A Cognitive-Emotional Model to Explain Message Framing Effects: Reducing Meat Consumption

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1 Citazioni (Scopus)

Abstract

We tested the plausibility of a cognitive-emotional model to understand the effects of messages framed in terms of gain, non-loss, non-gain, and loss, and related to the health consequences of red/processed meat consumption. A total of 544 Italian participants reported their attitude toward reduced red/processed meat consumption and intention to eat red/processed meat (time 1 questionnaire). One week later, participants were randomly assigned to four different message conditions: (a) gain messages focused on the positive health outcomes associated with low meat consumption; (b) non-loss messages focused on the avoided negative health outcomes associated with low meat consumption; (c) non-gain messages focused on the missed positive health outcomes associated with high meat consumption; (d) loss messages focused on the negative health outcomes associated with high meat consumption (message sending). After reading the messages, participants answered a series of questions regarding their emotional and cognitive reactions to the messages, their evaluation of the messages, and again their attitude and intention toward red/processed meat consumption (time 2 questionnaire). Comparing different multivariate linear models under the Bayesian approach, we selected the model with the highest plausibility conditioned to observed data. In this model, message-induced fear influenced systematic processing, which in turn positively influenced message evaluation and attitude, leading to reduced intention to consume red/processed meat. Vice versa, message-induced anger reduced systematic processing, which in turn negatively influenced message evaluation, and led to no effect on attitude and intention. The comparison among message conditions showed that gain and non-loss messages activated integrated emotional and cognitive processing of the health recommendation, while loss and non-gain messages mainly activated emotional shortcuts toward attitude and intention. Overall, these results advance our comprehension of the effects of message framing on receivers' attitudes and intentions.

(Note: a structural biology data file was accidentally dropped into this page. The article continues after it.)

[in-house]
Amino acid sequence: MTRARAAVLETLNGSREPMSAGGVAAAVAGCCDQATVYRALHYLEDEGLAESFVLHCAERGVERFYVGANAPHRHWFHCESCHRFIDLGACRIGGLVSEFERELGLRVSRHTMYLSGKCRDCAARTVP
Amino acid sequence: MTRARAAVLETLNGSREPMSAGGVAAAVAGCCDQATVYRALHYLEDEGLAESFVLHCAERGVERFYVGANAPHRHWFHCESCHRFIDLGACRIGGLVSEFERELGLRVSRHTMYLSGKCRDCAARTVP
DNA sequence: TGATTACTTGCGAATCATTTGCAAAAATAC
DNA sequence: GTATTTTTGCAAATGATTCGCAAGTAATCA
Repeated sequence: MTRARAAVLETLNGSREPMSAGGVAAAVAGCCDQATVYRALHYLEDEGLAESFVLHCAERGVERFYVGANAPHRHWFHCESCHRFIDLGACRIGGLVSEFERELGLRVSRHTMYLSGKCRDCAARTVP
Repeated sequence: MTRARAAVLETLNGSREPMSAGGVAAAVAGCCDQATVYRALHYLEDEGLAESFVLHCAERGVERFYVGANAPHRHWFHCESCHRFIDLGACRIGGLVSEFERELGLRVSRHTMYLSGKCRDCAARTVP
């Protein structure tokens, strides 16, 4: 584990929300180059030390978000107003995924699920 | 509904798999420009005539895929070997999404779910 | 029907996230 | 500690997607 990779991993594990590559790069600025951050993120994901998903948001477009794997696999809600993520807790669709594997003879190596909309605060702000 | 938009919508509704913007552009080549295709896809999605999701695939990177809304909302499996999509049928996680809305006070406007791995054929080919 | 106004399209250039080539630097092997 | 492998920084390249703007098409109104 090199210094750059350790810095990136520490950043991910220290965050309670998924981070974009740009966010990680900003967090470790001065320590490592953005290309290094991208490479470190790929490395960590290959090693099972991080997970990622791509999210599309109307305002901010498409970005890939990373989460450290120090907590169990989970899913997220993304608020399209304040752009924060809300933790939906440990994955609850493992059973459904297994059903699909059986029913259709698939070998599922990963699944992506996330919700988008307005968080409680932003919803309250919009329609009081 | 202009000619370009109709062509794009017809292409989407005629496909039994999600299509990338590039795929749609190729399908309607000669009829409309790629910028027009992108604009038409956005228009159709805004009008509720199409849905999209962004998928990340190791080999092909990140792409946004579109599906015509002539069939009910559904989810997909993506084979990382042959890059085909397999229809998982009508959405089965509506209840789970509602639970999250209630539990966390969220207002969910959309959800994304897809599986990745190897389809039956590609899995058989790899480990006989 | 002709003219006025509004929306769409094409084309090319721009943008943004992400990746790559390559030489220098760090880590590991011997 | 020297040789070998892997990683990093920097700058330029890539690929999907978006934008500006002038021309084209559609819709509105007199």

Lingua originaleEnglish
pagine (da-a)1-14
Numero di pagine14
RivistaFrontiers in Psychology
Volume12
DOI
Stato di pubblicazionePubblicato - 2021

Keywords

  • emotion
  • framing
  • meat consumption
  • message
  • message elaboration
  • message framing

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